Knowledge of the value of aromatics moved westwards via the inhabitants of classical Greece and Rome.  From around 500 BCE the Greeks used aromatic plant extracts for medicinal purposes as well as more traditionally in sacred ritual and Hippocrates, born around 460 BCE, prescribed these extracts to be taken both orally and topically with massage in what is often seen as the birth of medicine as we know it in the West.  The empire of Alexander the Great which included Persia and parts of India brought back more spices and knowledge to the Greeks who had already learned from the Egyptians.  The Romans too learned these uses as well as the value of aromatics for personal perfume – as indeed the Egyptians had done.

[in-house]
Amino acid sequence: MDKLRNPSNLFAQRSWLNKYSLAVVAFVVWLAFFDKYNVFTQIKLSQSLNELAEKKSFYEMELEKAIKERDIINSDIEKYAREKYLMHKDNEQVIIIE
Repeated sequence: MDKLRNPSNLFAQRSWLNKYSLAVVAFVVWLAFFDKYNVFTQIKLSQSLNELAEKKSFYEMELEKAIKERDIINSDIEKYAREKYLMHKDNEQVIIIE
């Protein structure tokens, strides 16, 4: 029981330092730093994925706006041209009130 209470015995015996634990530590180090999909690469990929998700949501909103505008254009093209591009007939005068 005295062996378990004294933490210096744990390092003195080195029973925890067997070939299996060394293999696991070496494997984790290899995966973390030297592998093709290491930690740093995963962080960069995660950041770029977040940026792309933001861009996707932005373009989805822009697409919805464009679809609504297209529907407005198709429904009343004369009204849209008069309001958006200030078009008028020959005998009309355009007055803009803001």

Much of classical learning was lost with the decline of the Greek state and the Roman empire as Europe fell into the dark ages from about the 6th to 13th centuries CE.  At this time the use of plant extracts was carried on by the Arab empires in the near and middle east in conjunction with the development of alchemy which reached Europe in the middle ages following contact via the Crusades and beyond.  In the middle ages in Europe local aromatic plants were still recognised for their value in preventing and helping cure certain diseases as well as being used in cooking.  These included the plants we think of today in Europe as “herbs” – sage, rosemary, lavender etc.